In truth, that’s an opinion shared by many in the golfing world as MacIntyre has started to make his presence felt on European Tour leaderboards, having now recorded successive second-place finishes in his rookie season on the circuit after being among four Scots to graduate from the Challenge Tour last year.
The left-hander from Oban has emerged as one of the most exciting young talents in the European game, getting himself in the mix in the final round of the Betfred British Masters at Hillside then backing that up in his very next event with an equally-impressive performance.
Following those two dazzling displays, MacIntyre is up to 123rd in the world rankings, the second-highest Scot after Russell Knox in 71st. To put that into perspective, MacIntyre was outside the top 1,000 last August and was 296th when he came off the Challenge Tour along with Grant Forrest, Liam Johnston and David Law.
The former Scottish Amateur champion is also up to 13th in the Race to Dubai, sitting as the top Scot in those standings ahead of David Drysdale in 40th position. MacIntyre had already secured his card for next year after that splendid effort in the British Masters and now he is on course for the season-ending $8 million DP World Tour Championship.
Exciting times and, based on the way he handled being in the thick of things in the final round at both Hillside and Himmerland – he finished eagle-birdie at the former then signed off with a five-under 66 at the latter – it seems only a matter of time, really, before MacIntyre becomes the latest in a long line of Scots to taste victory on the European Tour. “A winner soon,” opined Wiesberger in his praise of the runner-up after the pair’s ding-dong battle on Sunday.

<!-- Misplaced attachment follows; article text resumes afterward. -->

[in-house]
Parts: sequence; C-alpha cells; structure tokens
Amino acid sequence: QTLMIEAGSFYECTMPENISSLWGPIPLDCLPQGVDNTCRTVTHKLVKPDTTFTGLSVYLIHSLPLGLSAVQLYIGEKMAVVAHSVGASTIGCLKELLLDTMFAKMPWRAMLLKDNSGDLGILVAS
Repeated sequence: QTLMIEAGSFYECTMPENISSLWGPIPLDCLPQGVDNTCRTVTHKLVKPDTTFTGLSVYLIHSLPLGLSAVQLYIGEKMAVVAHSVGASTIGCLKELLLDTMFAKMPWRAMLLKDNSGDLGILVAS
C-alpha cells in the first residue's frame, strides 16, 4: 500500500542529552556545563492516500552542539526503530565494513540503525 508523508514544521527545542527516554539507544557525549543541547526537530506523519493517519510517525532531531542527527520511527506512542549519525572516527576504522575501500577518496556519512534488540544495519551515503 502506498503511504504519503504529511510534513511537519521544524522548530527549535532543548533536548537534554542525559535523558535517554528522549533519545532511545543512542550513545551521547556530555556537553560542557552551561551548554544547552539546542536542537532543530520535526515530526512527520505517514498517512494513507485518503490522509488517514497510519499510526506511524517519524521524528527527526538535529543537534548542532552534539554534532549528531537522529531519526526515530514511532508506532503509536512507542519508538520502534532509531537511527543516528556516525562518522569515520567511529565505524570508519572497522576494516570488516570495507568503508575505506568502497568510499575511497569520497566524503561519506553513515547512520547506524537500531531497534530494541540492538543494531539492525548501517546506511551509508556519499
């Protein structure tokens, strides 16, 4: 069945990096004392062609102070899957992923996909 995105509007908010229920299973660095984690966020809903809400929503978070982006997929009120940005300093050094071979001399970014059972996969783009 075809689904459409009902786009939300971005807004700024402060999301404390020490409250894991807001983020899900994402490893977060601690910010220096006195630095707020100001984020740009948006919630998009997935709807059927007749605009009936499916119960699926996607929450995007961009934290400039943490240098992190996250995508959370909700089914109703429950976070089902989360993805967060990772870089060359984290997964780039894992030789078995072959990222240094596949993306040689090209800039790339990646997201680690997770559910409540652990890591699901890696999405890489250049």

What he said about MacIntyre as a person was just as pleasing, surely, as hearing people talk about the playing prowess of a Scottish golfer with unbridled excitement. MacIntyre really is a lovely lad and the way he has handled himself, both on and off the course, at the start of his European Tour career hasn’t gone unnoticed by more experienced campaigners, caddies as well as players.
Tommy Fleetwood was full of praise for MacIntyre after watching him from close quarters in the penultimate group in that final round at Hillside and so, too, was his caddie, Ian Finnis, who really likes what he sees as MacIntyre and his caddie, young Irishman Greg Milne and fellow European Tour rookie, go about their business on the course.
In a recent chat with European Tour chief executive Keith Pelley, he spoke about the importance of home players being able to create storylines in national Opens and, boy, will the Canadian be excited about the Aberdeen Standard Investments Scottish Open at The Renaissance Club in July.
It has been a great season so far for his Scottish members, after all, with David Law and Stephen Gallacher having led the way with their wins in the Vic Open and Hero Indian Open respectively, while there have now been nine top-five finishes by players flying the Saltire and 14 top-ten finishes.
Yes, Rory McIlroy will be a big attraction on the East Lothian coast, as will some other star names still to be announced for the Rolex Series event, but, at the same time, it will be equally exciting for the majority of Scottish golf fans to see MacIntyre, for example, in the flesh for the first time.
It didn’t seem very long ago that the Scottish game at the top level had little to shout about and, believe me, lots of people often asked: “What has gone wrong with the game in Scotland?” But, over the last 12 months or so, it has been onwards and upwards and it really is terrific to hear Scottish players earning so much praise at the moment.
You could just sense the pride in Sam Torrance’s voice in his commentary for Sky Sports on the last day in Denmark as he watched MacIntyre rise to the challenge as he went toe-to-toe with Wiesberger, with his colleagues clearly being equally impressed by the young Scot.
No wonder and you get the feeling this is just the start of an exciting journey.